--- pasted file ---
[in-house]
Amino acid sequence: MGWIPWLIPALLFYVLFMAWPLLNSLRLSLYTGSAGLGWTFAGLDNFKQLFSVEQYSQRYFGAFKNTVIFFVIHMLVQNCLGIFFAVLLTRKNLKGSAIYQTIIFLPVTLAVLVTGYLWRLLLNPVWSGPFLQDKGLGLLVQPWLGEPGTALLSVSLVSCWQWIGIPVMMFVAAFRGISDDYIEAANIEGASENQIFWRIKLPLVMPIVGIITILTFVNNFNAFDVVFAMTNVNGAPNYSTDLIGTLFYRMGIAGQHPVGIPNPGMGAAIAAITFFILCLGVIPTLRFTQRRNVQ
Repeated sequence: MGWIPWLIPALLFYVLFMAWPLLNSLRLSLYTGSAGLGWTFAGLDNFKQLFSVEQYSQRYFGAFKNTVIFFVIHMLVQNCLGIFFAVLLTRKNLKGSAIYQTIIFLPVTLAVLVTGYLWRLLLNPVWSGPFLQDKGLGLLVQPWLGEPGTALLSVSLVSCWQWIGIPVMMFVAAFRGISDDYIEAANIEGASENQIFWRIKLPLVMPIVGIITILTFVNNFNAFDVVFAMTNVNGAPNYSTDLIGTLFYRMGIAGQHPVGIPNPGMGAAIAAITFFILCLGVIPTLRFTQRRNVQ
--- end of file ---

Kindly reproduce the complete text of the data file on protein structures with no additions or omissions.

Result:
[in-house]
Amino acid sequence: MGWIPWLIPALLFYVLFMAWPLLNSLRLSLYTGSAGLGWTFAGLDNFKQLFSVEQYSQRYFGAFKNTVIFFVIHMLVQNCLGIFFAVLLTRKNLKGSAIYQTIIFLPVTLAVLVTGYLWRLLLNPVWSGPFLQDKGLGLLVQPWLGEPGTALLSVSLVSCWQWIGIPVMMFVAAFRGISDDYIEAANIEGASENQIFWRIKLPLVMPIVGIITILTFVNNFNAFDVVFAMTNVNGAPNYSTDLIGTLFYRMGIAGQHPVGIPNPGMGAAIAAITFFILCLGVIPTLRFTQRRNVQ
Repeated sequence: MGWIPWLIPALLFYVLFMAWPLLNSLRLSLYTGSAGLGWTFAGLDNFKQLFSVEQYSQRYFGAFKNTVIFFVIHMLVQNCLGIFFAVLLTRKNLKGSAIYQTIIFLPVTLAVLVTGYLWRLLLNPVWSGPFLQDKGLGLLVQPWLGEPGTALLSVSLVSCWQWIGIPVMMFVAAFRGISDDYIEAANIEGASENQIFWRIKLPLVMPIVGIITILTFVNNFNAFDVVFAMTNVNGAPNYSTDLIGTLFYRMGIAGQHPVGIPNPGMGAAIAAITFFILCLGVIPTLRFTQRRNVQ